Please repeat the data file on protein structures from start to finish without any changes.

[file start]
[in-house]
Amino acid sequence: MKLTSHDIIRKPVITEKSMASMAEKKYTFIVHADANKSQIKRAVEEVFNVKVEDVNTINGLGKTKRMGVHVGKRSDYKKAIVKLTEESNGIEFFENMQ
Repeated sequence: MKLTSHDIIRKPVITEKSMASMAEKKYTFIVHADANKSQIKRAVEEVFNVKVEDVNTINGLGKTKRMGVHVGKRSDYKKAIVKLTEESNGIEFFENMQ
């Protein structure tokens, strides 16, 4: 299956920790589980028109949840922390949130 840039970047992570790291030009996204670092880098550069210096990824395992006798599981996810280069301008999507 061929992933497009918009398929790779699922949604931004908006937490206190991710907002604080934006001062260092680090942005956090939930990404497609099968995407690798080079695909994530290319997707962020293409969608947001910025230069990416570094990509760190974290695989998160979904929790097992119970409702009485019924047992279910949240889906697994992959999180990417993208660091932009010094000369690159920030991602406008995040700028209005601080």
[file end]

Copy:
[in-house]
Amino acid sequence: MKLTSHDIIRKPVITEKSMASMAEKKYTFIVHADANKSQIKRAVEEVFNVKVEDVNTINGLGKTKRMGVHVGKRSDYKKAIVKLTEESNGIEFFENMQ
Repeated sequence: MKLTSHDIIRKPVITEKSMASMAEKKYTFIVHADANKSQIKRAVEEVFNVKVEDVNTINGLGKTKRMGVHVGKRSDYKKAIVKLTEESNGIEFFENMQ
């Protein structure tokens, strides 16, 4: 299956920790589980028109949840922390949130 840039970047992570790291030009996204670092880098550069210096990824395992006798599981996810280069301008999507 061929992933497009918009398929790779699922949604931004908006937490206190991710907002604080934006001062260092680090942005956090939930990404497609099968995407690798080079695909994530290319997707962020293409969608947001910025230069990416570094990509760190974290695989998160979904929790097992119970409702009485019924047992279910949240889906697994992959999180990417993208660091932009010094000369690159920030991602406008995040700028209005601080």